Order of Suvorov, Type I, III Class (Variation I)
Image courtesy of Morton & Eden Ltd
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This Order was established on July 29, 1942 by a decree of the Presidium of the Supreme Soviet of the USSR. It was named after the military leader Alexander Vasilyevich Suvorov (1730-1800), who never lost a battle. The name was used to rally Russian soldiers during the Second World War, when it was going badly for the Russian forces.
The III Class medal was awarded to regimental, battalion and company commanders, as well as regimental chiefs of staff. It was conferred for decision-making in a bold attack against a superior enemy and destroying him; for stubborn resistance against a superior enemy's attack, involving both the able holding of his unit's position and an effective transitions to the attack. All Order of Suvorov decorations have hand-engraved serial numbers at the 5 o'clock position on the reverse.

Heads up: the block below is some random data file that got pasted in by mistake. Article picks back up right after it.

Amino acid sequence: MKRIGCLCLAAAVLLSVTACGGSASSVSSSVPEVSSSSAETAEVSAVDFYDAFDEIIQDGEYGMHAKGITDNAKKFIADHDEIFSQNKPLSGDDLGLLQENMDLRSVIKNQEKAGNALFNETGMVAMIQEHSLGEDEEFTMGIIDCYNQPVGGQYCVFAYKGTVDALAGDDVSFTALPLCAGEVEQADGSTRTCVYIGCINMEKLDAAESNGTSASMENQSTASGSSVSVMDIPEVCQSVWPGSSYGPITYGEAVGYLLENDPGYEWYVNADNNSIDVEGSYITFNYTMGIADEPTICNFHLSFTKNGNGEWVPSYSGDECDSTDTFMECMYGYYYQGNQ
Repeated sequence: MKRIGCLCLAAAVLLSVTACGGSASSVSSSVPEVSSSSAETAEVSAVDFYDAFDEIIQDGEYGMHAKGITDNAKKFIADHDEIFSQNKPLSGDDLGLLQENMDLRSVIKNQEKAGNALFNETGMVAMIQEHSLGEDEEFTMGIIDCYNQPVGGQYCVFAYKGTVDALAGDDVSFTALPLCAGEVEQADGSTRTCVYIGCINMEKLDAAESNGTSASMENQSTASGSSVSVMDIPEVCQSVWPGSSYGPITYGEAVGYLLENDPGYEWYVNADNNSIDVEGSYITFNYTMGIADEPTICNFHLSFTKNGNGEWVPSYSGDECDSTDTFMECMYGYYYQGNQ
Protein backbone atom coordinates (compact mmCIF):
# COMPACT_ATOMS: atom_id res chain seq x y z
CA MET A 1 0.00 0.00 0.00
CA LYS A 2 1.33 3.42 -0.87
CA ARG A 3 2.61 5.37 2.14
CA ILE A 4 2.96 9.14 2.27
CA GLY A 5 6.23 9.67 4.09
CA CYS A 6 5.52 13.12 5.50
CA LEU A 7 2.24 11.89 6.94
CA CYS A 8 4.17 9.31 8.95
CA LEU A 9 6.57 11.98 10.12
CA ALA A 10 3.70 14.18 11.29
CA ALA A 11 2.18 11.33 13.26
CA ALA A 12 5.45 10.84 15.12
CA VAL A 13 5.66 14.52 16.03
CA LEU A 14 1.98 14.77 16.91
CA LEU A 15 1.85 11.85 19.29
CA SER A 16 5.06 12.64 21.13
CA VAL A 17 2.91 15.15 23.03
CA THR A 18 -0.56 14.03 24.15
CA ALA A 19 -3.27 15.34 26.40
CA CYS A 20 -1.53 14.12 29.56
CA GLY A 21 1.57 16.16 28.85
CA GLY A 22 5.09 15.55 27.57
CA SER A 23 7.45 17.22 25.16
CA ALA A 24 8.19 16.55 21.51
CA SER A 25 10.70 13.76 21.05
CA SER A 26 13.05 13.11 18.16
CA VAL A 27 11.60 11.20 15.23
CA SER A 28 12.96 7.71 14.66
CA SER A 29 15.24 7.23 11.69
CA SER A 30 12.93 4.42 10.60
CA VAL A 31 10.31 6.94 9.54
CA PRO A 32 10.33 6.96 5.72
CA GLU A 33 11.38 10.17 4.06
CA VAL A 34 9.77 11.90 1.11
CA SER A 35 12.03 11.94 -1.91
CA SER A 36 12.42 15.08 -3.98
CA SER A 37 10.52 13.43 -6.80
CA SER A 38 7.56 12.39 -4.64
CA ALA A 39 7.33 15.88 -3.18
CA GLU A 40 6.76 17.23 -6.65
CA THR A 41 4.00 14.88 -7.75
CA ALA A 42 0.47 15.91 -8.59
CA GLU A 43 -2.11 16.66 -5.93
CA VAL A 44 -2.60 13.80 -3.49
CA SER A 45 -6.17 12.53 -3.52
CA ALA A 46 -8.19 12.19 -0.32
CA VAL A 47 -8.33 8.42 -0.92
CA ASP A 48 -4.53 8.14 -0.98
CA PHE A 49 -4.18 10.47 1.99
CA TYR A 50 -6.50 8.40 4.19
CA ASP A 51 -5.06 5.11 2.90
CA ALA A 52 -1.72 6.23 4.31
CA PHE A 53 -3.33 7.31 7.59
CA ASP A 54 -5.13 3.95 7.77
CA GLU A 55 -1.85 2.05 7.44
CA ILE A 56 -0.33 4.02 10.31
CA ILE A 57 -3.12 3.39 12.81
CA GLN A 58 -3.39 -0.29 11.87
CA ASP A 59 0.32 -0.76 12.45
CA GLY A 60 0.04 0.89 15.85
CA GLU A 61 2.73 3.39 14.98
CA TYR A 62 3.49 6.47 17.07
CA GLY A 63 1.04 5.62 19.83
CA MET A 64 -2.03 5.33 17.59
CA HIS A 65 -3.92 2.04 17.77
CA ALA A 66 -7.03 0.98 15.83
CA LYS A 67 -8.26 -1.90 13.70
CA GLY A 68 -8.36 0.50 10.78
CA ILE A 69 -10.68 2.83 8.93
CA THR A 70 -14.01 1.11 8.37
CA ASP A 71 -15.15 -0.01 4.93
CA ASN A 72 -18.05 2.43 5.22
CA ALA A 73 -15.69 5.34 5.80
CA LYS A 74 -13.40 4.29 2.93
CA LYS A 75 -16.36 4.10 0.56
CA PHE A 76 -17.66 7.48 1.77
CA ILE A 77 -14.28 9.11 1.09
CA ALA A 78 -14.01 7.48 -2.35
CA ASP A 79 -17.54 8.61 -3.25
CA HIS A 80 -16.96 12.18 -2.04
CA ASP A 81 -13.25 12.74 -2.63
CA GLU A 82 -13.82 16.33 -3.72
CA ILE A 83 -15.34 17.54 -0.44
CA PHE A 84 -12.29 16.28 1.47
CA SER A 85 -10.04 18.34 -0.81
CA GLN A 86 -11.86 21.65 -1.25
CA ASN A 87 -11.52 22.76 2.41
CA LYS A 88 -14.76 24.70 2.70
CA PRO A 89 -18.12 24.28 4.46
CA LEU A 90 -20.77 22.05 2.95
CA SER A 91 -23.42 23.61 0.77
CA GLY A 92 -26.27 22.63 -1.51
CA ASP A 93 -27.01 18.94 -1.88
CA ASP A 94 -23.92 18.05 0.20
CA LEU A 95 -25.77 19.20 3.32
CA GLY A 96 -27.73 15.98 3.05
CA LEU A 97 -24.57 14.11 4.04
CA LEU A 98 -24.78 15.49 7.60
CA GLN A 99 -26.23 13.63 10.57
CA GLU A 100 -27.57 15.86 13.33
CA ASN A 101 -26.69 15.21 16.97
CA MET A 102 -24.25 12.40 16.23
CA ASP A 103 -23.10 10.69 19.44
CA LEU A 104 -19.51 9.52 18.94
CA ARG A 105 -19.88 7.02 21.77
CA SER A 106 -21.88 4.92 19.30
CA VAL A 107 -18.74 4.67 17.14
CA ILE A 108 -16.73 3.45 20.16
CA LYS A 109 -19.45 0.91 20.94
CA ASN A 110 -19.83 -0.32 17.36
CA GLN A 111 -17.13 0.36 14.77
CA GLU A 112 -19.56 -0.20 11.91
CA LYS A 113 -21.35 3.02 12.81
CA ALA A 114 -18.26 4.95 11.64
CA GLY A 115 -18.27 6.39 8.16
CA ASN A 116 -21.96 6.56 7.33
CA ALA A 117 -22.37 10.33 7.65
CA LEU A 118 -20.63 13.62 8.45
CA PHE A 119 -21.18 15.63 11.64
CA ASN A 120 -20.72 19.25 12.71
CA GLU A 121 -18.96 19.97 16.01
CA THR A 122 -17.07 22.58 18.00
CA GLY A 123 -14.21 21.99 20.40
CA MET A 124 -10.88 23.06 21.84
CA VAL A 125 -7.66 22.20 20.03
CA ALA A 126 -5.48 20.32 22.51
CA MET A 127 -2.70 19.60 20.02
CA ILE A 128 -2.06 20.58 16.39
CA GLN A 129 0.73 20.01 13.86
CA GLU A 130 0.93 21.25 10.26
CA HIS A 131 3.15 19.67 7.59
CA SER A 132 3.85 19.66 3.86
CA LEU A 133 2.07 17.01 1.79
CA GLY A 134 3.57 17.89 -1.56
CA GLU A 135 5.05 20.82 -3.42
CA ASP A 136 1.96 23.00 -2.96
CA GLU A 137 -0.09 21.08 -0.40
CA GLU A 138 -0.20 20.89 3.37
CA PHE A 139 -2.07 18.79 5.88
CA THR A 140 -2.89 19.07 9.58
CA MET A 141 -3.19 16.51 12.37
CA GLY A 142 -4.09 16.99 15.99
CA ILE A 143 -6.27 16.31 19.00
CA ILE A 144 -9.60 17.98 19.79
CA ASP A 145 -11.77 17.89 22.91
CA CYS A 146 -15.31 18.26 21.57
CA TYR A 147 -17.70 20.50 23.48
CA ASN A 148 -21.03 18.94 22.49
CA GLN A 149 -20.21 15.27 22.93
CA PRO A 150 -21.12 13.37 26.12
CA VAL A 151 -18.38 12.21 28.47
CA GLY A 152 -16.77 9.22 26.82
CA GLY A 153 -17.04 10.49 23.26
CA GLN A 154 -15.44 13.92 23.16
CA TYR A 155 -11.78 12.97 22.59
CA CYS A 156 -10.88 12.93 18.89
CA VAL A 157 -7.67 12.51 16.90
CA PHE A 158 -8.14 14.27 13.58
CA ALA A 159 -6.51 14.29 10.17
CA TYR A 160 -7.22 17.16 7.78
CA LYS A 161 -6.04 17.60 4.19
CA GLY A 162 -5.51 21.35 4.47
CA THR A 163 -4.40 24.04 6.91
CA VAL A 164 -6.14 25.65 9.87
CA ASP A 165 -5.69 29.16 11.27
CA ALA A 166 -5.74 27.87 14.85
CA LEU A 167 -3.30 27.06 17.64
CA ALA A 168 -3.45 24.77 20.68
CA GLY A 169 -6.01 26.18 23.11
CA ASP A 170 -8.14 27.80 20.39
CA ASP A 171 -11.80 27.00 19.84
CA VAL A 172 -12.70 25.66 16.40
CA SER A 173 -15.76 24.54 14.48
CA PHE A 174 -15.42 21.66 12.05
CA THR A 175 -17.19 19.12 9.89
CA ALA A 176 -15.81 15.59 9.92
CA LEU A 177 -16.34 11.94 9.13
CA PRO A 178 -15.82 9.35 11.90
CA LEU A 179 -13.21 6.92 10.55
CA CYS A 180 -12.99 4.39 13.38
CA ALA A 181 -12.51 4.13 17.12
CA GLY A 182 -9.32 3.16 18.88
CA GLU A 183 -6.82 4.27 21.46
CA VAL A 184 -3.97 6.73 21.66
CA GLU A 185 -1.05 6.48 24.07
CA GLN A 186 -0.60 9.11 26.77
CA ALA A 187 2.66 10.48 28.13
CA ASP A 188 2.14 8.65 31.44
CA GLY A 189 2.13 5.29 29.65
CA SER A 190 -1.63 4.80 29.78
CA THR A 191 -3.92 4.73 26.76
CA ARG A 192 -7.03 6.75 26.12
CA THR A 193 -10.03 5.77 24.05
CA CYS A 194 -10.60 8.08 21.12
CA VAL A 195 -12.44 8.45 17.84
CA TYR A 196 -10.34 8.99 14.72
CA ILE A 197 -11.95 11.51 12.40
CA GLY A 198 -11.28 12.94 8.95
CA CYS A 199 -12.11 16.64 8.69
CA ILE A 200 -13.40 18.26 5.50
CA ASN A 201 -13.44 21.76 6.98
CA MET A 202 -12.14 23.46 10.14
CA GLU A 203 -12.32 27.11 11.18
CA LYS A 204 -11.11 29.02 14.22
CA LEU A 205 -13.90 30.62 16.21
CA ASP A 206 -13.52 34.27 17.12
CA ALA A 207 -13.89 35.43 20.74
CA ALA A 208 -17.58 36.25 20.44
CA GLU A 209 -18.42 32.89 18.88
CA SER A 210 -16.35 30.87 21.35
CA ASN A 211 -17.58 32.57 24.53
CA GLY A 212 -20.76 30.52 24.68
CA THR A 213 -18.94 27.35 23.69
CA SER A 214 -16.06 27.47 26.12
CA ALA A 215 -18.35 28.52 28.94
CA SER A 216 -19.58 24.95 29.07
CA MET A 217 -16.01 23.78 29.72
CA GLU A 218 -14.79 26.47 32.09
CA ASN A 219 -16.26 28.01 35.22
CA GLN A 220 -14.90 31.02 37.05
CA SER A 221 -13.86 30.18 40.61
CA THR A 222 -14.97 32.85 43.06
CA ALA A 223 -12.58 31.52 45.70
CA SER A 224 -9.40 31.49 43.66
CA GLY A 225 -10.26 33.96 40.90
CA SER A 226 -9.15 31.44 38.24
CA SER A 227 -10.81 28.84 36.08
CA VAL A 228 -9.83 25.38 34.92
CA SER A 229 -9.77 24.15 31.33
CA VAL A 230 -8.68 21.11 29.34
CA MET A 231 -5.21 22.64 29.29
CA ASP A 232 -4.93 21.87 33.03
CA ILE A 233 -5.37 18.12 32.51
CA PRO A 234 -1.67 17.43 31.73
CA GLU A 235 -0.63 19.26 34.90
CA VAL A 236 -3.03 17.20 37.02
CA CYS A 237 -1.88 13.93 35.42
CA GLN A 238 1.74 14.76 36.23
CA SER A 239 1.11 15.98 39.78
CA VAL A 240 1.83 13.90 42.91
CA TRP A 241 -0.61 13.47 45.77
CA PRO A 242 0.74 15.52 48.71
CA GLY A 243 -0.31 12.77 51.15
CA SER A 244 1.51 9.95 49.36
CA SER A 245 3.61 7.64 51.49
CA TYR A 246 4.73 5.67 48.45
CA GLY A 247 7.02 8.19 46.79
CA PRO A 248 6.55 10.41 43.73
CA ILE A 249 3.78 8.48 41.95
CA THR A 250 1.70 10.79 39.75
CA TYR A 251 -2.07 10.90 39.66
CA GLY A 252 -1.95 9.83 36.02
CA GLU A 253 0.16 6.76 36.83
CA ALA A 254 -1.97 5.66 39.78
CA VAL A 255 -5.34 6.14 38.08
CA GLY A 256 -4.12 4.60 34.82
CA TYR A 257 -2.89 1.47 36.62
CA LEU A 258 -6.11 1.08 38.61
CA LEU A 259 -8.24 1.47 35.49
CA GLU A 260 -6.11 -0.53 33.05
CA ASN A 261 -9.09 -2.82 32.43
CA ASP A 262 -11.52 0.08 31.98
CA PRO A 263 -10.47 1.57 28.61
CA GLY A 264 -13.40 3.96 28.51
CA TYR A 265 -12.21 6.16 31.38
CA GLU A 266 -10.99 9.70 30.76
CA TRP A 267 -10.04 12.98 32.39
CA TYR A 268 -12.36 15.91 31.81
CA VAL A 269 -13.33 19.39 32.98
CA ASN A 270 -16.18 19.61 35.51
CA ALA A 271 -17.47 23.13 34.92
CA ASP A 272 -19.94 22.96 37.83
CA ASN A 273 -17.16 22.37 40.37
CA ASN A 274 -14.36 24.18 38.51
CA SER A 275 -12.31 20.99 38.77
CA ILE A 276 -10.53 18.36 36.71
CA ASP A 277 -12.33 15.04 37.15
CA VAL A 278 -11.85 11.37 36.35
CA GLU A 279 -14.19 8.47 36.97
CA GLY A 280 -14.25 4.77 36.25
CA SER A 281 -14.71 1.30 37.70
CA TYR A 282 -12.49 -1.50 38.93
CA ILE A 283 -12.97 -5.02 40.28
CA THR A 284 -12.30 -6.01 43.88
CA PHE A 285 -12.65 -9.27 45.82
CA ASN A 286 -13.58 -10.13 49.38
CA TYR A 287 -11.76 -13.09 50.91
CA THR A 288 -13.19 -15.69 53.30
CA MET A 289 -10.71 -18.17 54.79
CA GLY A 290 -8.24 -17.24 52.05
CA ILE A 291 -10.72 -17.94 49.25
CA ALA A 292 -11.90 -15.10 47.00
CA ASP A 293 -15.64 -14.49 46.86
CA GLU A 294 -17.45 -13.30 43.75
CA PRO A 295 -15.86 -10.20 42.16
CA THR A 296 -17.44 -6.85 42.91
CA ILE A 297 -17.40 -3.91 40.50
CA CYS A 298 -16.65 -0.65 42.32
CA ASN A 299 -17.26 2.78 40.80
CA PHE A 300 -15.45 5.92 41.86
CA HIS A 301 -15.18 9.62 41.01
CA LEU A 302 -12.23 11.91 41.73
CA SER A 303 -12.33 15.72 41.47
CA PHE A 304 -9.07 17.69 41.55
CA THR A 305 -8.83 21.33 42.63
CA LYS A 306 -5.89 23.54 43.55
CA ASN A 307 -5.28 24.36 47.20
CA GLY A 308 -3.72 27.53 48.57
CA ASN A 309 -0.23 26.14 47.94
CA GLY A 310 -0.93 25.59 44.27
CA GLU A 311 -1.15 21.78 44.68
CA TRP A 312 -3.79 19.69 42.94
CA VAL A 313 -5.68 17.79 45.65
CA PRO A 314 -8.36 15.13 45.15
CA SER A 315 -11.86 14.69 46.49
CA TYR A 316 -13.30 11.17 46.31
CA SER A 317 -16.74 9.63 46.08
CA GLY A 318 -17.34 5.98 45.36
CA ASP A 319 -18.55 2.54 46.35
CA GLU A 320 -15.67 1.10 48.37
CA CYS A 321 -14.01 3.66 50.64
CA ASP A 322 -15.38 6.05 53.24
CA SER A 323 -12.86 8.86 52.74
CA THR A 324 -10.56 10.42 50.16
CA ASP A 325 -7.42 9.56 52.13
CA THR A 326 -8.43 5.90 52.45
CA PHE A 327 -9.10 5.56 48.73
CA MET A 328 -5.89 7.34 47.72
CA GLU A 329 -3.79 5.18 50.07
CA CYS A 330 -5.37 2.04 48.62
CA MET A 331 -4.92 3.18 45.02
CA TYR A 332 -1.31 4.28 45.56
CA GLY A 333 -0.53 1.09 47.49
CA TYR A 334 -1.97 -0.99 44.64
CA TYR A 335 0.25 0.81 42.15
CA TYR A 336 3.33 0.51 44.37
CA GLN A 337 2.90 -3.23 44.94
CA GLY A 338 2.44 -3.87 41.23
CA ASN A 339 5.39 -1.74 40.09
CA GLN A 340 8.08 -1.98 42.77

The Type I, III Class is made of silver and enamel, in the shape of a five point star and is constructed of three or four pieces. All III Class measure between 30-31 mm from star tip to tip. The reverse of this decoration does not have a hole in the reverse and the center medallion is secured to the star piece by three rivets. This class has two variations.
Variation I has a stickpin reverse, and serial numbers range from 185 to 639. Variation II does not have a stickpin reverse, and serial number range from 640 to 1,298.
The obverse Russian inscription translates to: "Alexander Suvorov".
III Class decorations are commonly faked. They can often be identified by investigating the enamel, which should be transparent and orange or light red instead of opaque and brownish or pinkish. Many known fakes are slightly too small, measuring 29-29.75mm from between adjacent star tips.
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